The Honorable Jeff DeWit
Arizona State Treasurer
Does the State Board of Investment or individual Board members (the “Board”) face potential liability for complying with the distribution requirements of Proposition 123 in light of pending and potential future legal challenges to the propriety of those requirements based on provisions of Arizona’s Enabling Act? In addition, does the Board face any liability for making distributions to charter schools pursuant to Proposition 123?
No, the Board does not face liability, personal or otherwise, for acting in compliance with the law—including Proposition 123—because Arizona’s public officials have a duty to obey laws unless a court enjoins a law or declares it unconstitutional. The Board cannot ignore the constitutional amendment created by Proposition 123, including the provisions related to continued distribution of monies to charter schools.
Proposition 123 amended Arizona’s constitutional provisions relating to school funding based on our state trust lands; the provisions of Proposition 123 were effective upon electorate approval, and made retroactive “to from and after June 30, 2015.” 2015 Ariz. Sess. Laws, 1st Spec. Sess., ch. 1, §§ 8, 10. With the recent Proposition 123 amendments incorporated, Article X, section 7 of the Arizona Constitution clearly prescribes the forthcoming distribution requirements:
G. The board of investment shall determine the amount of the annual distributions required by this section and allocate distributions pursuant to law. The annual distribution from the permanent funds:
[ . . . ]
2. For fiscal years 2015-2016 through 2024-2025, shall be six and nine-tenths percent of the average monthly market values of the fund for the immediately preceding five calendar years, except that in fiscal year 2015-2016, the distribution made from the permanent state school fund shall be $259,266,200.
Ariz. Const. art. X, § 7(G)(2).
Specific constitutional provisions can create affirmative duties for public officials. Jennings v. Woods, 194 Ariz. 314, 320 (1999) (constitutional holdover provision provides an affirmative duty for corporation commissioner to remain in office until qualified successor is appointed). Arizona’s public officials have the duty to obey laws unless a court enjoins them or declares them unconstitutional. See Button v. Nevin, 44 Ariz. 247, 257 (1934) (“Public officials . . . have but one duty, and that is to enforce the law as it is written, and, if the effect of their action is disastrous, the responsibility is upon the Legislature and not upon them.”).
Qualified immunity protects government officials from personal liability insofar as their conduct does not invade clearly established statutory or constitutional rights known to reasonable persons. Messerschmidt v. Millender, 132 S. Ct. 1235, 1244 (2012). It represents a broad shield that ensures ample protection to all but the plainly incompetent or those who knowingly violate the law. Id. (quoting Ashcroft v. al-Kidd, 131 S. Ct. 2074, 2085 (2011)).
With regard to charter schools, such schools in Arizona have received monies from the state land trust fund for 21 years. See generally 1994 Ariz. Legis. Serv., 9th Sp. Sess., Ch. 2, § 2 (H.B. 2002) (authorizing the establishment of charter schools in Arizona, to be funded indirectly from state land trust proceeds routed through the general fund); see also 2000 Ariz. Legis. Serv., 5th Sp. Sess., Ch. 1, § 16 (S.B. 1007) (using money from the state land trust fund to create the Classroom Site Fund, which funds district and charter schools on equal terms). Proposition 123 does not change the class of permissible recipients or beneficiaries of state land trust fund monies; rather, Proposition 123 amends the formula and amounts of distributions from the state land trust.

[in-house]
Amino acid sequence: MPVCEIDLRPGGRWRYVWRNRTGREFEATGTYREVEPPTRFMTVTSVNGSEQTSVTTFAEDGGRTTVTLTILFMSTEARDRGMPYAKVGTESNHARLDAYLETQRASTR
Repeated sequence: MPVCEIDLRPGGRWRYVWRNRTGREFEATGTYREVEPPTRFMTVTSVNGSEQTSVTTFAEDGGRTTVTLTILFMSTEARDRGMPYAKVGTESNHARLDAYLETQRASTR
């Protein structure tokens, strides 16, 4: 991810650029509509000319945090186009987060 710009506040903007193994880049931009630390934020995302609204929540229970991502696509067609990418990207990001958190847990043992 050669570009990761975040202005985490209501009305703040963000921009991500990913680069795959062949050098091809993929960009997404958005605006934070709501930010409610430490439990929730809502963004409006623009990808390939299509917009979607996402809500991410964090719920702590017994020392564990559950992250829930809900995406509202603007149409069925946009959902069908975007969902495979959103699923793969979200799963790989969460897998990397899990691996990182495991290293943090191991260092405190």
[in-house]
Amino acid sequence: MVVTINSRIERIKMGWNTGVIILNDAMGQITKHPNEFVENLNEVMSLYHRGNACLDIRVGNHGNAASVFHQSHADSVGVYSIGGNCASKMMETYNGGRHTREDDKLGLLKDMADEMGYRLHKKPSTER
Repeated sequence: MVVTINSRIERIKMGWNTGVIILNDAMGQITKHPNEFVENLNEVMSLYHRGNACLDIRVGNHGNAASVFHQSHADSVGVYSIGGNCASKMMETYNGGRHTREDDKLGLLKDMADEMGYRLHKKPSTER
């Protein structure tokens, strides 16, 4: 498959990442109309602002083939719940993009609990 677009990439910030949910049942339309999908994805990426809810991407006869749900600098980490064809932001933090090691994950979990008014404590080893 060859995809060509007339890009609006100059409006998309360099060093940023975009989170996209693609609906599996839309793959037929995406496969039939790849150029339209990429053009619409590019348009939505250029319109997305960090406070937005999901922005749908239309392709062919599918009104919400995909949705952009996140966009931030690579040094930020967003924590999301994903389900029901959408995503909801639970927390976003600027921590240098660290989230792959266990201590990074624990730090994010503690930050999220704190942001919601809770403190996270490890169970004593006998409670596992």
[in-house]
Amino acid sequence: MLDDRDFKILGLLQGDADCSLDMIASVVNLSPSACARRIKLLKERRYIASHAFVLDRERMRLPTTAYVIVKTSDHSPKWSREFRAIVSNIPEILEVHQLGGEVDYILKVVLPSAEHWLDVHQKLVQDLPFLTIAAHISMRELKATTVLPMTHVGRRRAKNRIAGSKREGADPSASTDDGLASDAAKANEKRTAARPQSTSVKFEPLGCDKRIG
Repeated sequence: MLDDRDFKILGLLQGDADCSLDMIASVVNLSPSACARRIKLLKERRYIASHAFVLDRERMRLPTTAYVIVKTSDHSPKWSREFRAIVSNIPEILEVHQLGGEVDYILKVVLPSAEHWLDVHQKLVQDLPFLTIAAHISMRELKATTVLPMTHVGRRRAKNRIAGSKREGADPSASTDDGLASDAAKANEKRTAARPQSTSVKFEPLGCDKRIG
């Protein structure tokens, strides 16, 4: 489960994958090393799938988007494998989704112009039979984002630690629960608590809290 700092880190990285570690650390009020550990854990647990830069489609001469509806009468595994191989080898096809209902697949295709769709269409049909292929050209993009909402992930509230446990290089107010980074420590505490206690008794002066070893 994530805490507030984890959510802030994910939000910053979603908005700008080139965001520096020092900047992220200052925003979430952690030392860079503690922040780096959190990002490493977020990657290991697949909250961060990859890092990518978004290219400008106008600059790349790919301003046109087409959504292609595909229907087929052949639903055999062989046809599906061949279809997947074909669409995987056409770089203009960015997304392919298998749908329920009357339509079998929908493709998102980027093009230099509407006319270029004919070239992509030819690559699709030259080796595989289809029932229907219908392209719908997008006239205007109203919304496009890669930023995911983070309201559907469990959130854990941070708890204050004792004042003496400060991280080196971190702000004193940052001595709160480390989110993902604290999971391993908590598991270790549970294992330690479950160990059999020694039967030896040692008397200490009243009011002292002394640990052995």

Even if the Board believes that a current or potential legal challenge to Proposition 123 is or would be well-founded and likely to prevail, it still is required to comply with the law. Proposition 123 amends the portion of the Arizona Constitution that the Board is entrusted to enforce. If there were a clear contradiction between Proposition 123 and another applicable law such that compliance with both was a “physical impossibility,” Florida Lime & Avocado Growers, Inc. v. Paul, 373 U.S 132, 143 (1963), then the Board might have to choose which law to follow. That is not the case here. This situation is akin to Austin v. Campbell, 91 Ariz. 195 (1962), where the Arizona Supreme Court held that the state auditor was not liable for authorizing per diem payments for legislators under a statute later determined unconstitutional. The Court based its conclusion upon the fundamental point that citizens, including state officials, are entitled to rely on a statute as an “operative fact which cannot be ignored.” Id. at 203. Noting that courts presume such acts constitutional, the Court stated that “No penalties should be visited upon the citizenry for doing likewise.” Id.
In addition, qualified immunity protects the Board’s members from liability because it protects government officials’ conduct performed in compliance with the law, or absent a demonstration that such conduct violates “clearly established” law. al-Kidd, 131 S. Ct. at 2083 (citation omitted).
Finally, with regard to charter schools as specific beneficiaries, the Proposition 123 amendments do not alter the trust’s beneficiaries. Charter schools have received monies from these trust funds for 21 years. Proposition 123 does not compel the Board to overturn more than two decades of pattern and practice in this area due to the nature of the beneficiary.
The Board does not face liability, personal or otherwise, for acting in compliance with the law as it stands currently. Arizona’s public officials have a duty to obey laws unless a court enjoins them or declares them unconstitutional.
John R. Lopez IV